Post-Operative Care Guidelines For Feral Cats
Feral cats must be kept indoors in a small room for 7 days post-operatively. Cats may be frantic for a short period of time, but most will look for a location in which they feel secure and settle there. Place the post-operative carrier in the room, open the door and leave the room.If housing for 7 days is not possible, they must be kept inside at least over night before releasing.Food can be dropped into the trap.
Provide a small box or plastic container in a corner/out of the way area without a lid from which you can visually observe the cat
Line it with clean towel for the cat
Remember that cats prefer to just fit in their bed
Kept in large crates, cats will often sleep in the litter box creating an opportunity for infection.
Do not leave the cat carrier in the room during the recovery period. When you are ready to release the cat, replace the bed/box in the room with the carrier with the carrier door open and a towel inside. Put the carrier out of the way and near where the cat has been sleeping. Move in and out of the room - do so even if the cat is in the carrier - several times, moving gradually closer to the carrier. When you can get very close to the carrier without the cat moving out of it, close the carrier door.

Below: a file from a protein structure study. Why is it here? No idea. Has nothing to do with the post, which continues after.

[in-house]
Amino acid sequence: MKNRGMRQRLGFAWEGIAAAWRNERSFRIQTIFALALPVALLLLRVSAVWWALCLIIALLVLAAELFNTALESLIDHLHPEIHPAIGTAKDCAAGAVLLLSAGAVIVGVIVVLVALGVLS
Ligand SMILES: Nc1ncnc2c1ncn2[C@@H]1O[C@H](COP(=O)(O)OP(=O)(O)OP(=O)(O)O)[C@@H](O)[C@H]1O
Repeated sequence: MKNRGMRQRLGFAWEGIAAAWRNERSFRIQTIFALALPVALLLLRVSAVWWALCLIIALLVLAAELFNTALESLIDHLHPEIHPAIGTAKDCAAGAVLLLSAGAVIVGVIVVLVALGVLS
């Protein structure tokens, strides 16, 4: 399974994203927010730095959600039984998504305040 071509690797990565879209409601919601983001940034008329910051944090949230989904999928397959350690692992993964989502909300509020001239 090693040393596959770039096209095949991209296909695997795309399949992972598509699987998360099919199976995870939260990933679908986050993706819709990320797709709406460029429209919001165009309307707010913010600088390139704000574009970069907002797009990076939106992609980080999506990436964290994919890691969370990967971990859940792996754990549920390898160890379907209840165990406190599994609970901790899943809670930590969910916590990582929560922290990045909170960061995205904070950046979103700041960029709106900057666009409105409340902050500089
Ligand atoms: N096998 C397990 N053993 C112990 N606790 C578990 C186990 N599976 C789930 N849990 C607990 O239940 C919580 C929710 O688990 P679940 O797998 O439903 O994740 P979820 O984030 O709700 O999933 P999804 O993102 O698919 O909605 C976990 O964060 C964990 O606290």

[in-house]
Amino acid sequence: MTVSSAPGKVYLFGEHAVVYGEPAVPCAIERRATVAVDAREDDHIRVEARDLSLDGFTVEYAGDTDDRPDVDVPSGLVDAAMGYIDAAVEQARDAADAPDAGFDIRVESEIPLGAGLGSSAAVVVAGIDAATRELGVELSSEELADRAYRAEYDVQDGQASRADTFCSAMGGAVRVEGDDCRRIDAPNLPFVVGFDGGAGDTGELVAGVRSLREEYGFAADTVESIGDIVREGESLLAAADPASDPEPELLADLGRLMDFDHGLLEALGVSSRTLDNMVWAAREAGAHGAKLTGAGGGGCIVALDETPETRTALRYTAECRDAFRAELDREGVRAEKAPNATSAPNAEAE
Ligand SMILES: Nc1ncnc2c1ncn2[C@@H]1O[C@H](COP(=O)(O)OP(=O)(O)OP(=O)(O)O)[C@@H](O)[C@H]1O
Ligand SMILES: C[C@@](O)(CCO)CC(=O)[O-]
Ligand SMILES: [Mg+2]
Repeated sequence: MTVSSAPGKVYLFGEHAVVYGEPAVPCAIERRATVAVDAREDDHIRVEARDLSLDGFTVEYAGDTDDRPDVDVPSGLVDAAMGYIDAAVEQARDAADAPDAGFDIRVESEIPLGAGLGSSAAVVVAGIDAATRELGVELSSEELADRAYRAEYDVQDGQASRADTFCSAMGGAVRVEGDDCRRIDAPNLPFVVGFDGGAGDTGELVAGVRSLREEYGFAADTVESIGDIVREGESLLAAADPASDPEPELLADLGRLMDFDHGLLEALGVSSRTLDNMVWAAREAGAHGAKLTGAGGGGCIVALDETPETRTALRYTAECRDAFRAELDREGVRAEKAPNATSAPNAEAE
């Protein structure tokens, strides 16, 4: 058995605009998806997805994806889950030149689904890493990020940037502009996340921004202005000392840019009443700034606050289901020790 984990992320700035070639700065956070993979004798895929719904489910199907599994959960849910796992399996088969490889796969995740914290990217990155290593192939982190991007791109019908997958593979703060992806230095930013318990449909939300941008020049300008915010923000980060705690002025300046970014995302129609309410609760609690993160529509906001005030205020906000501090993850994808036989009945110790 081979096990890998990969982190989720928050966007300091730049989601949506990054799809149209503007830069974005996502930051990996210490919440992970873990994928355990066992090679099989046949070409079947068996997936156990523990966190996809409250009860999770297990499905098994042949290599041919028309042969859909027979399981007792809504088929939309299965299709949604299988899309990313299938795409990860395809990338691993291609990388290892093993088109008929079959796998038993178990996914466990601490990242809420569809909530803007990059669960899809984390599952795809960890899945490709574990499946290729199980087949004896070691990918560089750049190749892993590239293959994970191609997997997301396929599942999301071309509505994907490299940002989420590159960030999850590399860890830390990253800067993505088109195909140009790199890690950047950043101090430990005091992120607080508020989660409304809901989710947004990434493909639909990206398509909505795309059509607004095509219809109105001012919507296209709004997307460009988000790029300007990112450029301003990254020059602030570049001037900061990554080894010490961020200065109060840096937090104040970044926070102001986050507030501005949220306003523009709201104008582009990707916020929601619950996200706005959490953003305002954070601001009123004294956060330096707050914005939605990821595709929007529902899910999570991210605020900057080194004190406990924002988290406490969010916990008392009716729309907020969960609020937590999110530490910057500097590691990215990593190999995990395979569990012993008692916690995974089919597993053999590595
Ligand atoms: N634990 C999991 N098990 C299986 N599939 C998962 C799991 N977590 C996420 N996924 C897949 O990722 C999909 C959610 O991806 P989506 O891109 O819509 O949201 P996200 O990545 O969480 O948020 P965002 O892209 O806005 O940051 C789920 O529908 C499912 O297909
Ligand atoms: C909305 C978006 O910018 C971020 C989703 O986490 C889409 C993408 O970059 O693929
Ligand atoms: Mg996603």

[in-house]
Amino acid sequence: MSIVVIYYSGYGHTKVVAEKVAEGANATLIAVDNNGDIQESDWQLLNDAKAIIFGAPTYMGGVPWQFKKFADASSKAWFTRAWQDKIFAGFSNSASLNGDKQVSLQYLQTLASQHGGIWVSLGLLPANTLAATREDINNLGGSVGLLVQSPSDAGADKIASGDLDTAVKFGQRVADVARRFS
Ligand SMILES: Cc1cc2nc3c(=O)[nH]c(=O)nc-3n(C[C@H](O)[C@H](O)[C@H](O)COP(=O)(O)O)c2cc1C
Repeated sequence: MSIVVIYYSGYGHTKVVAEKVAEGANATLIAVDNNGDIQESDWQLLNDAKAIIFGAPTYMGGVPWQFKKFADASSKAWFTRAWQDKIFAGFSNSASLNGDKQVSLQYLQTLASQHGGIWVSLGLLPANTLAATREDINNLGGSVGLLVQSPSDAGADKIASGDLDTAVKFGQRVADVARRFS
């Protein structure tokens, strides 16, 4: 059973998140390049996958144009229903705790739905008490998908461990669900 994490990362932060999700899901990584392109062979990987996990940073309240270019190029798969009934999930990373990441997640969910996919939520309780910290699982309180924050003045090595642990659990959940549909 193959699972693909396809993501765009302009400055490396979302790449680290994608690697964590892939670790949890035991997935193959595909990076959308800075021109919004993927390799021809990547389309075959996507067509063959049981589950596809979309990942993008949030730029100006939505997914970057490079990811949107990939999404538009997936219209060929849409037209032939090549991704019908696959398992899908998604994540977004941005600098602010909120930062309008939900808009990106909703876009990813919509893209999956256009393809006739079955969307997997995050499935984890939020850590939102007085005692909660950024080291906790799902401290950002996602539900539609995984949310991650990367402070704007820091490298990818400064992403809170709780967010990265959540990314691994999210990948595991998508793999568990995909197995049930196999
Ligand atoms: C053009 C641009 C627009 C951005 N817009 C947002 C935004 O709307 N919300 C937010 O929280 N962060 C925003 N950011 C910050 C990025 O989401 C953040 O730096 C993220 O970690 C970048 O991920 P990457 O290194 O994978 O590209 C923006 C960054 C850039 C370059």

Feral cats will huddle in a small area. Signs of postoperative problems will not be obvious.
Keep cats on white or light-colored towels so you can see any external bleeding.
Watch food intake closely - lack of interest in food, especially after days with a good appetite can signal a problem.
Clean the litter box often - once daily at a minimum. The cat should urinate at least once daily. Lack of urine production, especially in female cats, can indicate a problem.
Become familiar with the cat's 'energy level'. In most cases, a feral cat will not move when you are nearby; however, he/she will be watching closely.
If the cat's attention to you when you are nearby seems less energetic or his/her eyes seem less bright/attentive, contact the clinic for support.
If you can touch the cat (formerly untouchable) and the cat feels cool to the touch, (especially female cats) he/she could be in trouble.
If the cat's third eyelid is visible (and does not move back after awaking, etc), this is also a sign of distress.